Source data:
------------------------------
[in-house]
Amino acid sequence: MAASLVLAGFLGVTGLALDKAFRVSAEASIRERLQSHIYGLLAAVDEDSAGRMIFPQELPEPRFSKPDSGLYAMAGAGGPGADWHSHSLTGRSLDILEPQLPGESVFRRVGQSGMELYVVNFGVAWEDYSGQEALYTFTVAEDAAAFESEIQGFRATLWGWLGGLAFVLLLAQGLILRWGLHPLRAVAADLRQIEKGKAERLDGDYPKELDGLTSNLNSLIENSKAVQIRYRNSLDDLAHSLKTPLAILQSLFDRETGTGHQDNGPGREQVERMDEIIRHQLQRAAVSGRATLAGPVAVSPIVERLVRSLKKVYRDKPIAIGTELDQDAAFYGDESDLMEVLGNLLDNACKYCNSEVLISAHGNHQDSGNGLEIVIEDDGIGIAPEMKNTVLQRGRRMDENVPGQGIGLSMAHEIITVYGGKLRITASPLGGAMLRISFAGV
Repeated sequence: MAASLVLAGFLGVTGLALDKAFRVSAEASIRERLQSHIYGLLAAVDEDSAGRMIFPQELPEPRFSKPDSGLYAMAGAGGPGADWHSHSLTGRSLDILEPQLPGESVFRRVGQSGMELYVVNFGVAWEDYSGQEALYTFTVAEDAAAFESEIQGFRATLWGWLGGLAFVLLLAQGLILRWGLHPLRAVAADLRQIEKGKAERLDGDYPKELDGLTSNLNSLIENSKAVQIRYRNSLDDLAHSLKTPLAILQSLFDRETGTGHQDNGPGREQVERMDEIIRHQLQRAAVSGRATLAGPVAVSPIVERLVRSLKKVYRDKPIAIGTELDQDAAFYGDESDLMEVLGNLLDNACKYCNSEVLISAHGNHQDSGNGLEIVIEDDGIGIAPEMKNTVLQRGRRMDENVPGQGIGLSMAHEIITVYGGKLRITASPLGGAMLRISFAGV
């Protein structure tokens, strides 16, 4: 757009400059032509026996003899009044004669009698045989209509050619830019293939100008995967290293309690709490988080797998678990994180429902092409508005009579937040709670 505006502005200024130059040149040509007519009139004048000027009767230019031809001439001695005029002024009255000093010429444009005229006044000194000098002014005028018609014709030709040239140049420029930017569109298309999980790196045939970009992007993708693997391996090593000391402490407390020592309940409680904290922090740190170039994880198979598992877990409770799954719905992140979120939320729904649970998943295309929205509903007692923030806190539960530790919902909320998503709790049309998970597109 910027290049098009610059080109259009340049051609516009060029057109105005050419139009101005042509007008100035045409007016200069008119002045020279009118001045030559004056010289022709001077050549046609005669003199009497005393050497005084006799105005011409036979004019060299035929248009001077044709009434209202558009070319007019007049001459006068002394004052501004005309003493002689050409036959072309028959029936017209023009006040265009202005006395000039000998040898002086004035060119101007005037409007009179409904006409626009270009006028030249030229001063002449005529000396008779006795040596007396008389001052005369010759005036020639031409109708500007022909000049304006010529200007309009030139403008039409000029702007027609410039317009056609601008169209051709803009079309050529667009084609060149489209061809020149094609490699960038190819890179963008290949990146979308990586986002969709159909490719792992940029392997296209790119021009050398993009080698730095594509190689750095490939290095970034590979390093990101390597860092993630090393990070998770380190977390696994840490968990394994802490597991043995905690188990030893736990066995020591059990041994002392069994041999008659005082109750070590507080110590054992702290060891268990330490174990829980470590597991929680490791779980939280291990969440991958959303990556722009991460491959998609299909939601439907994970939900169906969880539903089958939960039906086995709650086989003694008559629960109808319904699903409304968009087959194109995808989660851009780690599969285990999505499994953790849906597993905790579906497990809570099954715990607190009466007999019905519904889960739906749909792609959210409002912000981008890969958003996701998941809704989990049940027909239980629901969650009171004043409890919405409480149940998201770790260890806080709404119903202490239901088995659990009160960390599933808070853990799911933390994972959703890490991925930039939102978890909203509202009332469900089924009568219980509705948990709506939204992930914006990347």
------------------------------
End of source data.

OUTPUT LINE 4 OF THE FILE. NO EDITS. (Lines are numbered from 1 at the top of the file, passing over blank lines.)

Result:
């Protein structure tokens, strides 16, 4: 757009400059032509026996003899009044004669009698045989209509050619830019293939100008995967290293309690709490988080797998678990994180429902092409508005009579937040709670 505006502005200024130059040149040509007519009139004048000027009767230019031809001439001695005029002024009255000093010429444009005229006044000194000098002014005028018609014709030709040239140049420029930017569109298309999980790196045939970009992007993708693997391996090593000391402490407390020592309940409680904290922090740190170039994880198979598992877990409770799954719905992140979120939320729904649970998943295309929205509903007692923030806190539960530790919902909320998503709790049309998970597109 910027290049098009610059080109259009340049051609516009060029057109105005050419139009101005042509007008100035045409007016200069008119002045020279009118001045030559004056010289022709001077050549046609005669003199009497005393050497005084006799105005011409036979004019060299035929248009001077044709009434209202558009070319007019007049001459006068002394004052501004005309003493002689050409036959072309028959029936017209023009006040265009202005006395000039000998040898002086004035060119101007005037409007009179409904006409626009270009006028030249030229001063002449005529000396008779006795040596007396008389001052005369010759005036020639031409109708500007022909000049304006010529200007309009030139403008039409000029702007027609410039317009056609601008169209051709803009079309050529667009084609060149489209061809020149094609490699960038190819890179963008290949990146979308990586986002969709159909490719792992940029392997296209790119021009050398993009080698730095594509190689750095490939290095970034590979390093990101390597860092993630090393990070998770380190977390696994840490968990394994802490597991043995905690188990030893736990066995020591059990041994002392069994041999008659005082109750070590507080110590054992702290060891268990330490174990829980470590597991929680490791779980939280291990969440991958959303990556722009991460491959998609299909939601439907994970939900169906969880539903089958939960039906086995709650086989003694008559629960109808319904699903409304968009087959194109995808989660851009780690599969285990999505499994953790849906597993905790579906497990809570099954715990607190009466007999019905519904889960739906749909792609959210409002912000981008890969958003996701998941809704989990049940027909239980629901969650009171004043409890919405409480149940998201770790260890806080709404119903202490239901088995659990009160960390599933808070853990799911933390994972959703890490991925930039939102978890909203509202009332469900089924009568219980509705948990709506939204992930914006990347």